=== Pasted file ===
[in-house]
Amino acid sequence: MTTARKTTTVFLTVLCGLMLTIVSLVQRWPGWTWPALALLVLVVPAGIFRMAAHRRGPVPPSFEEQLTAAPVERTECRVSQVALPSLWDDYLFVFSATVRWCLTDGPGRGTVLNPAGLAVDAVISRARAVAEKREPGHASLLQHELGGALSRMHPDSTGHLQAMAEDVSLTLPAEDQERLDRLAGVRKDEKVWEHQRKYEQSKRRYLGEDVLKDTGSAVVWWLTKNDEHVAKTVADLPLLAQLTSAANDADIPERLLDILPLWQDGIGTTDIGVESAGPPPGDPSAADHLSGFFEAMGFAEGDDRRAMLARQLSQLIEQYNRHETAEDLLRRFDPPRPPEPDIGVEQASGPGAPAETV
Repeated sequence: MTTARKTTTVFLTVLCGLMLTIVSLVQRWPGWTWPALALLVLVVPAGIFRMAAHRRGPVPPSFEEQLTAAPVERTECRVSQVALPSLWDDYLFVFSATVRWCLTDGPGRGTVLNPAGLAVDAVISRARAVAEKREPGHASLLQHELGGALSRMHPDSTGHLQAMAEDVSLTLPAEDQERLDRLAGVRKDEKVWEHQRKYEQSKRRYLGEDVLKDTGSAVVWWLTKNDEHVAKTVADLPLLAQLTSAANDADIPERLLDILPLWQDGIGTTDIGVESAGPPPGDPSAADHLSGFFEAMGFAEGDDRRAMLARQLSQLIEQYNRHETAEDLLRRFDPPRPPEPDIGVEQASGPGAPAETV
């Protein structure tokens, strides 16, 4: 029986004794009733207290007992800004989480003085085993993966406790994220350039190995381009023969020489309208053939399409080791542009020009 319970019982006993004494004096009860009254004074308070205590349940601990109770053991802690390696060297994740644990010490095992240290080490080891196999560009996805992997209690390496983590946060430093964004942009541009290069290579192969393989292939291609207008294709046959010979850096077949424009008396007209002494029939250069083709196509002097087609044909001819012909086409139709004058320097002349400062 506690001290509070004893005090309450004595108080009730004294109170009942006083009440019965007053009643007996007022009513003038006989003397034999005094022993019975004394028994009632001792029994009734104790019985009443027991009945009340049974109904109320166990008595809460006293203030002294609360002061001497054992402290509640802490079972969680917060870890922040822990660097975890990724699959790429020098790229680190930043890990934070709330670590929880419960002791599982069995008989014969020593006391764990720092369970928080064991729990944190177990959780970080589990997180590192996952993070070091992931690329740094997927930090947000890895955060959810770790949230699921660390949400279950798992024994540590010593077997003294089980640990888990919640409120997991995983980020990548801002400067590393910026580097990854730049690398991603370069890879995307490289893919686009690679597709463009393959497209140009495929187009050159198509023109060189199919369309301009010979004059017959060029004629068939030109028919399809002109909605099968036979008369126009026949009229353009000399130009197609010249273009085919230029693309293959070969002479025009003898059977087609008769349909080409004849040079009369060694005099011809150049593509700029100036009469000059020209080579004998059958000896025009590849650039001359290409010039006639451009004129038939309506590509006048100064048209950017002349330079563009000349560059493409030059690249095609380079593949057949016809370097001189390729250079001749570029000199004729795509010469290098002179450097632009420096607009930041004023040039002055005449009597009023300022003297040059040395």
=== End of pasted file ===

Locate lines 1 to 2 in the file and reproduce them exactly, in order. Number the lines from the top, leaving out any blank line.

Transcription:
[in-house]
Amino acid sequence: MTTARKTTTVFLTVLCGLMLTIVSLVQRWPGWTWPALALLVLVVPAGIFRMAAHRRGPVPPSFEEQLTAAPVERTECRVSQVALPSLWDDYLFVFSATVRWCLTDGPGRGTVLNPAGLAVDAVISRARAVAEKREPGHASLLQHELGGALSRMHPDSTGHLQAMAEDVSLTLPAEDQERLDRLAGVRKDEKVWEHQRKYEQSKRRYLGEDVLKDTGSAVVWWLTKNDEHVAKTVADLPLLAQLTSAANDADIPERLLDILPLWQDGIGTTDIGVESAGPPPGDPSAADHLSGFFEAMGFAEGDDRRAMLARQLSQLIEQYNRHETAEDLLRRFDPPRPPEPDIGVEQASGPGAPAETV